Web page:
The times and the laws are changing…
As of 20 May 2019, if you are caught drink driving in New South Wales, you will immediately lose your licence. Whether you are low range or a first-time offender, it no longer matters.
Prior to 20 May 2019, the police were only required to issue a Court attendance notice to a person they suspected of committing drink or drug driving, and a Local Court Magistrate would determine the guilt or innocence, and in the case of a guilty plea or finding of guilt, decide the appropriate penalty.
On 25 September 2018, the NSW Parliament passed the Roads Transport Legislation Amendment (Penalties and Other Sanctions) Bills which came into effect across the state on Monday, 20 May 2019.
This reform as part of the Road Safety Plan 2021, is an attempt to establish that if you break the law, you will pay the price and that there is a zero-tolerance approach to drink and drug driving.
‘The 0.05 limit has been in place in NSW for almost 38 years. Today is about driving home to the community that there are no more excuses’
Melinda Pavey, NSW Minister for Roads, Maritime and Freight.
Now, the new penalties that have been introduced include, that any driver will automatically receive a $561 fine and immediate roadside three (3) month licence suspension. This law also applies for people who are caught drug-driving.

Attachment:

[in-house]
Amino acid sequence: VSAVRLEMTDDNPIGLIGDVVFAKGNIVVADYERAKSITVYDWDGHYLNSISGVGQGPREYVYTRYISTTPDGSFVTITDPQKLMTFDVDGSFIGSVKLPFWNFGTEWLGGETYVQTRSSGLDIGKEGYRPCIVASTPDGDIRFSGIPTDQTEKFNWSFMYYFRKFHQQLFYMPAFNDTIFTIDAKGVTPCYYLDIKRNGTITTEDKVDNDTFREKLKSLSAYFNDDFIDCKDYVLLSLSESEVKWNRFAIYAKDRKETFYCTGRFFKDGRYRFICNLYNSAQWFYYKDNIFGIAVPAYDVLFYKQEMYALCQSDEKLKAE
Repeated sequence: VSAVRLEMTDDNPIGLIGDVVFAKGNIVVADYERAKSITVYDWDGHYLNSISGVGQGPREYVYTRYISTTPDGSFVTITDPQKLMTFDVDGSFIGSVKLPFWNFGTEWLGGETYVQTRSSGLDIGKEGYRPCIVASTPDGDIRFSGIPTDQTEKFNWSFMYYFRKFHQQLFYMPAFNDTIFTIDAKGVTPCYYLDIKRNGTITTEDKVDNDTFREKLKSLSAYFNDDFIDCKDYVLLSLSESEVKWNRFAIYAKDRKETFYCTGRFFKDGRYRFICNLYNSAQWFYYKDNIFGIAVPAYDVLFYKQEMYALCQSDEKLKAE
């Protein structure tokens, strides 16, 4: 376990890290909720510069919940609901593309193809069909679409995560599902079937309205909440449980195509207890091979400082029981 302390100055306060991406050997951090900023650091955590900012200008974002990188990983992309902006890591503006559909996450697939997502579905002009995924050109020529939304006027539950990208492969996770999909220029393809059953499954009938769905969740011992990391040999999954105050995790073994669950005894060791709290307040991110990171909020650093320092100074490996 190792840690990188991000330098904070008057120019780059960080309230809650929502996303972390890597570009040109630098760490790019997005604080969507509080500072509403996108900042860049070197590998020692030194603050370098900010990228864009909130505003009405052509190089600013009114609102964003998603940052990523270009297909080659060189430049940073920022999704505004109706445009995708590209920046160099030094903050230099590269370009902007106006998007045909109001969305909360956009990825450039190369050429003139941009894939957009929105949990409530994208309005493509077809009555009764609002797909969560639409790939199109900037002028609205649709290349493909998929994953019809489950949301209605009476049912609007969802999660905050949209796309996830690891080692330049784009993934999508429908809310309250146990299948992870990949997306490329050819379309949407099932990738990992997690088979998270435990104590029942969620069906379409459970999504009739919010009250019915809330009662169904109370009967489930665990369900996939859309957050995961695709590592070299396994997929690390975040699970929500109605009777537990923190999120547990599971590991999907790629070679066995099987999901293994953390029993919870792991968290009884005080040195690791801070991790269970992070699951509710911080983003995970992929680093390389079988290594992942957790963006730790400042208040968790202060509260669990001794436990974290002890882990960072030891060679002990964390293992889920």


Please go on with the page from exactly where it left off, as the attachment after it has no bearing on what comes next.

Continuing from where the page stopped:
Further mid-range offences (0.08-.0149 BAC) will be forced to fit an alcohol interlock device in their cars.
High-risk, repeat offenders will face vehicle impoundment or licence plate confiscation.
An interlock is an electronic breath testing device connected to the ignition of a vehicle. It prevents the vehicle from starting if alcohol is detected. It additionally includes a camera and takes a photograph of the person providing the breath sample as to reduce the risk of driver’s tricking the program.
Last year alcohol-related crashes claimed the lives of at least 68 people in NSW, which accounts for nearly 1 in 5 road deaths.
Drink driving is amongst one of the most common criminal offences in NSW and a criminal offence which has and continues to cause significant dangers to the community.
For passenger vehicles, such as your standard car, buses and taxis, the limit is 0.02. Learner and p-plate drivers must have a BAC of zero.
If you drink drive, you will lose your licence.
It is time to make sure that you have a plan B, C and D in place!